I Dood It
|I Dood It|
|Directed by||Vincente Minnelli|
|Produced by||Jack Cummings|
|Written by||Sig Herzig
|Editing by||Robert Kern|
|Release dates||September 1943|
|Running time||102 minutes|
I Dood It (1943) is a musical-comedy film starring Red Skelton and Eleanor Powell, directed by Vincente Minnelli, and released by Metro-Goldwyn-Mayer. The screenplay is by Fred Saidy and Sig Herzig and the film features Richard Ainley, Patricia Dane, Lena Horne, and Hazel Scott. John Hodiak plays a villain in this production, just his third movie role. Jimmy Dorsey and his Orchestra provide musical interludes.
Skelton plays an "average Joe" who is madly in love with Constance Shaw (Eleanor Powell), a big Broadway musical star. Much to his surprise, Constance agrees to marry him, thinking he's a rich mining tycoon, and much of the film deals with the consequences of this misunderstanding.
Powell's most notable performance in the film comes near the beginning when she executes a complex dance routine involving lariats and cowboys. Powell, in her introduction to the book Gotta Sing, Gotta Dance, recalled that she knocked herself unconscious while rehearsing a stunt for this sequence involving a rope and ultimately had to don a football helmet to protect herself. The final dance scene with Powell was lifted from an earlier movie Born to Dance (1936). Many of the physical gags were lifted from the Buster Keaton film Spite Marriage (1929). Keaton had an uncredited role in writing gags for some of Skelton's early films.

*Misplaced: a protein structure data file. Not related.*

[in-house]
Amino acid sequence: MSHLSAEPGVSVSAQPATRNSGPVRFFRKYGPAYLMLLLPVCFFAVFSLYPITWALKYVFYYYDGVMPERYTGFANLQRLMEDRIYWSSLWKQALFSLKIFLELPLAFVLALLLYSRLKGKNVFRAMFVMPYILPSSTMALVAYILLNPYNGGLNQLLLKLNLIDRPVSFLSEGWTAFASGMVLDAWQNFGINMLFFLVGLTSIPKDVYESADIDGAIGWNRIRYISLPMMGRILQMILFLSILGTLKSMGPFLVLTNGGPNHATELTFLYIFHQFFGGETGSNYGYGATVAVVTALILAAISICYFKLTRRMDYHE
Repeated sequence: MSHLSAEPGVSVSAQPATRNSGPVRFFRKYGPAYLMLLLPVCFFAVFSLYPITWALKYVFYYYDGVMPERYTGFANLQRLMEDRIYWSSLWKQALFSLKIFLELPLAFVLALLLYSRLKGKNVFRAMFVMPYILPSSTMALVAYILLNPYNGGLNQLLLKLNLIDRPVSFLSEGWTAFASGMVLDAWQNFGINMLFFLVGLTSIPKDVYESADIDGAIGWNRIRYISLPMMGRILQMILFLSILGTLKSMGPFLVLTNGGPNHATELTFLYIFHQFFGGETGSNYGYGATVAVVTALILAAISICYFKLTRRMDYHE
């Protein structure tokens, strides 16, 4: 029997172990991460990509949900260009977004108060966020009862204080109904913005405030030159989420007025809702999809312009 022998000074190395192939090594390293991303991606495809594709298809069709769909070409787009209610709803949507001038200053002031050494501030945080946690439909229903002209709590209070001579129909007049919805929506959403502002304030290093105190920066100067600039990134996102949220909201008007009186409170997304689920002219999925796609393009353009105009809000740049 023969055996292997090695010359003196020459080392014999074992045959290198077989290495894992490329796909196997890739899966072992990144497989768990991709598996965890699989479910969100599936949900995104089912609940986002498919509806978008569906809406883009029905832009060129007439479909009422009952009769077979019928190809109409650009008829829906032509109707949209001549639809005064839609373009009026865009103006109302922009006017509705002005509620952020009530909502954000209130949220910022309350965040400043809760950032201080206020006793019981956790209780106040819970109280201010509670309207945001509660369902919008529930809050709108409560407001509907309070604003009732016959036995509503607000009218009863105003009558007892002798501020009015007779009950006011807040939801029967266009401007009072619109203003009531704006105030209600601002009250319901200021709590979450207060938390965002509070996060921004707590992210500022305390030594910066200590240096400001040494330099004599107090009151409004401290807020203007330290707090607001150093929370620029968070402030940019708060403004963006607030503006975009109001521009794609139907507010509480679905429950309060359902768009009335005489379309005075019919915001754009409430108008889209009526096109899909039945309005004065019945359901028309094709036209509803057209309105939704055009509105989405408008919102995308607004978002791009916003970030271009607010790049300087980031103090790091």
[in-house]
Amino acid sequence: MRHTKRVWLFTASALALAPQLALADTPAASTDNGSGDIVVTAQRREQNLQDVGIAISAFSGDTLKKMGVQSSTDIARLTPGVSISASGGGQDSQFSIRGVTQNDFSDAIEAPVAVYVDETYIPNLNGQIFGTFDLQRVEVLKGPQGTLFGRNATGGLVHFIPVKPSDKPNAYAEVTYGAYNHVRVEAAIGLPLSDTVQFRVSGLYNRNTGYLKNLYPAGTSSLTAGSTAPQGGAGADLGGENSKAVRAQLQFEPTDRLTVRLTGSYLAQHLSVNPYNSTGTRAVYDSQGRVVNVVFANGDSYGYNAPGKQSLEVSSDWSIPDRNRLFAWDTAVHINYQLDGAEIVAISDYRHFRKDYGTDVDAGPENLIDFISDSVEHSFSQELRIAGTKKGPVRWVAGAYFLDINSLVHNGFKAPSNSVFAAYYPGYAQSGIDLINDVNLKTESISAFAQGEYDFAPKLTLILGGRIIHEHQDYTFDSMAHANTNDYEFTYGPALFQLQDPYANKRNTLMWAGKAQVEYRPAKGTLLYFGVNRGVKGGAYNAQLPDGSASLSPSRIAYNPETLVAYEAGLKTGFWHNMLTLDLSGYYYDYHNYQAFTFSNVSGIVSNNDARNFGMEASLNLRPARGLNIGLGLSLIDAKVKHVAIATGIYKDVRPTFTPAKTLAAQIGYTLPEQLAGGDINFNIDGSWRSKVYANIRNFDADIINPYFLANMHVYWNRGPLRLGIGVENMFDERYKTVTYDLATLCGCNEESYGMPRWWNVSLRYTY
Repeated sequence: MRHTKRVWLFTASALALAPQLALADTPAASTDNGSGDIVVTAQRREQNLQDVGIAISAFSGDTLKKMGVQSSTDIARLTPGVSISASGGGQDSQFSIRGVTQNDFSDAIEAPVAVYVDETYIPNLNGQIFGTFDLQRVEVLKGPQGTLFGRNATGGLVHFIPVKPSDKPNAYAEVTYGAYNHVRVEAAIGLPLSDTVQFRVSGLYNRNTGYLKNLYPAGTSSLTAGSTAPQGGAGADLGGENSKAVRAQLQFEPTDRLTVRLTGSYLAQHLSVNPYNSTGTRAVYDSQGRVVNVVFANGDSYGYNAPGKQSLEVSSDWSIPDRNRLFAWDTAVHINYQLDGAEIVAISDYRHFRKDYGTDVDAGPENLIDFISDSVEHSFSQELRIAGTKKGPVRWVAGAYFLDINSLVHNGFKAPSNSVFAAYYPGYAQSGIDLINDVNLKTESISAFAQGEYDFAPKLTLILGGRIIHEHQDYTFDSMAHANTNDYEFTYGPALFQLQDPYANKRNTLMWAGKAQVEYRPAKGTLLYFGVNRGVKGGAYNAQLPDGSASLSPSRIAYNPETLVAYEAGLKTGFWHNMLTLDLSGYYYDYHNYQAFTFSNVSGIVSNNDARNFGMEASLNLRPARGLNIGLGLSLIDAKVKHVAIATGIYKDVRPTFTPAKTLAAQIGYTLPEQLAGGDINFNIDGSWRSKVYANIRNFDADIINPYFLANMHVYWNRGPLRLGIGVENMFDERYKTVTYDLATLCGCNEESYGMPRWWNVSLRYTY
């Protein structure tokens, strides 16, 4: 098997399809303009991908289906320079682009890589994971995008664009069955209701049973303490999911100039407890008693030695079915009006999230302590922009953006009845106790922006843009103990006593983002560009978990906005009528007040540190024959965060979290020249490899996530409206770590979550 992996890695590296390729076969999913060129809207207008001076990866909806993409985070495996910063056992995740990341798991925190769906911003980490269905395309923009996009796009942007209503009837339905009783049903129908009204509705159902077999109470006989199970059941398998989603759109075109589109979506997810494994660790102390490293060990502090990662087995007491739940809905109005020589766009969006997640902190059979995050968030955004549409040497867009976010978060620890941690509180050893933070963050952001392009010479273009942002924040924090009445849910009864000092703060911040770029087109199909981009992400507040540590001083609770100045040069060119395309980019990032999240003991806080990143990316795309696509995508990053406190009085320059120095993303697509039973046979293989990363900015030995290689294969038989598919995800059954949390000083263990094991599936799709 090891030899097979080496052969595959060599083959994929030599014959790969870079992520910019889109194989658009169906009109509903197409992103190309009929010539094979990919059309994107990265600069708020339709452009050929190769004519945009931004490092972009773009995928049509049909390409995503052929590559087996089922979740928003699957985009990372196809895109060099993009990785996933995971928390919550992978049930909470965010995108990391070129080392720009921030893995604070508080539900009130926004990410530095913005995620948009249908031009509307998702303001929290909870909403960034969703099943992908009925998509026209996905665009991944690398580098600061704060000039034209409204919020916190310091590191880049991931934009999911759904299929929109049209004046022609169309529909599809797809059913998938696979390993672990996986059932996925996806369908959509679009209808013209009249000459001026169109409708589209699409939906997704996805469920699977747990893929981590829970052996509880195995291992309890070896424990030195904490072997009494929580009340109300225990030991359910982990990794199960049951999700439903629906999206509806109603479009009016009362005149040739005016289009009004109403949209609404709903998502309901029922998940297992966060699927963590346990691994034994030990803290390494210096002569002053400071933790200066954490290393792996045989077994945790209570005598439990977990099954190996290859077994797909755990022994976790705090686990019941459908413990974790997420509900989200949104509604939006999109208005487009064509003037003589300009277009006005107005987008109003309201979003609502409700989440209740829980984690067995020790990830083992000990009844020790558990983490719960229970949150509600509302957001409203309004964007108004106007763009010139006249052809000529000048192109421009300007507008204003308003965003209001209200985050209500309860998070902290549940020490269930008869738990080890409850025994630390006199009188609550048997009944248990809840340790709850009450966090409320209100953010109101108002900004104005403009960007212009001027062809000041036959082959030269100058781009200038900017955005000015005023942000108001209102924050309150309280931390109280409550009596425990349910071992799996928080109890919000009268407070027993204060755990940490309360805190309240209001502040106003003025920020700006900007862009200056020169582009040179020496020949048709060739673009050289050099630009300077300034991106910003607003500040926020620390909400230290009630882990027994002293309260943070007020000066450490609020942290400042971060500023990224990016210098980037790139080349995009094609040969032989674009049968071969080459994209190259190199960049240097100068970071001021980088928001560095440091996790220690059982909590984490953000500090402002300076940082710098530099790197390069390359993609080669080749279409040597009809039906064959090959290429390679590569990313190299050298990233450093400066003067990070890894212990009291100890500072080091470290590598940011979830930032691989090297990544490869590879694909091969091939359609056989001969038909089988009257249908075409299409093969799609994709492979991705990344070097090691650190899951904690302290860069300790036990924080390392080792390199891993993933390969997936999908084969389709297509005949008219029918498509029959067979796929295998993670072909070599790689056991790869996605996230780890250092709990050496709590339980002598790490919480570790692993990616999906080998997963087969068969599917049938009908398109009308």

This was Powell's final starring role in an MGM film. After this, she would make a cameo appearance in Thousands Cheer, play a lead role in the non-MGM film Sensations of 1945, and make another cameo in the 1950 MGM film, Duchess of Idaho before retiring from the screen for good.
The rather ungrammatical title was from one of Red Skelton's radio catchphrases of the day. In 1942 Jack Owens, The Cruising Crooner, wrote a song for Skelton based on it: "I Dood It! (If I Do, I Get A Whippin')", but that song does not appear in this film.
The film opens with the Jimmy Dorsey orchestra performing Count Basie's "One O'Clock Jump." As the tempo and energy of the music increases several couples can be seen dancing in the confined space in front of their theater seats, and other fans leave their seats to stand in front of the band stage.
Dance direction in the film was by Bobby Connolly, and the "Western Rope Dance," assisted by Bob Eberly and Jimmy Dorsey's Orchestra, is the second scene in the film.
According to MGM records the film earned $1,615,000 in the US and Canada and $542,000 elsewhere resulting in a profit of $319,000.
- Robert Emmett O'Connor used this catchphrase after confessing that he is the killer before bursting to tears in the Tex Avery cartoon Who Killed Who? (1943).
- The Eddie Mannix Ledger, Los Angeles: Margaret Herrick Library, Center for Motion Picture Study.